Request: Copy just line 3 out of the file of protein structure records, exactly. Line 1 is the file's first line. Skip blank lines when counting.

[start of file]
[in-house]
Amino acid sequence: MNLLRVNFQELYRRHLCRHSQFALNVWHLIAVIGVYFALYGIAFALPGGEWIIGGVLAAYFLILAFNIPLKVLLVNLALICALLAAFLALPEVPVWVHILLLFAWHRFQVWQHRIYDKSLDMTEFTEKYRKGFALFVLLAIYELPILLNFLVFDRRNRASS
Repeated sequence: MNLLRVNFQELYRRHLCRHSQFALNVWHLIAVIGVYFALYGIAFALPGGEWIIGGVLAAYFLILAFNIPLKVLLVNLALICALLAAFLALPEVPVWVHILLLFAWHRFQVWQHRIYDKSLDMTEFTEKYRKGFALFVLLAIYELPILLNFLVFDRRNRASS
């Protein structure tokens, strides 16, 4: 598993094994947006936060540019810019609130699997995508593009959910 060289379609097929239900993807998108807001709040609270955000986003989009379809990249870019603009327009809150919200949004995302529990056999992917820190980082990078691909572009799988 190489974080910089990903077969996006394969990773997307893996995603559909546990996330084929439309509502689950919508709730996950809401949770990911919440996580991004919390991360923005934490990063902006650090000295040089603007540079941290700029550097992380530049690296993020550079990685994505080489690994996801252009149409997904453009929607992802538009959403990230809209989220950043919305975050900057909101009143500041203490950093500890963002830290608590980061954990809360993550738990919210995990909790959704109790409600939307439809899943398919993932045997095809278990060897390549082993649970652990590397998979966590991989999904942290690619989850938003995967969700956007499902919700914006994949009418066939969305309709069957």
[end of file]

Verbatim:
Repeated sequence: MNLLRVNFQELYRRHLCRHSQFALNVWHLIAVIGVYFALYGIAFALPGGEWIIGGVLAAYFLILAFNIPLKVLLVNLALICALLAAFLALPEVPVWVHILLLFAWHRFQVWQHRIYDKSLDMTEFTEKYRKGFALFVLLAIYELPILLNFLVFDRRNRASS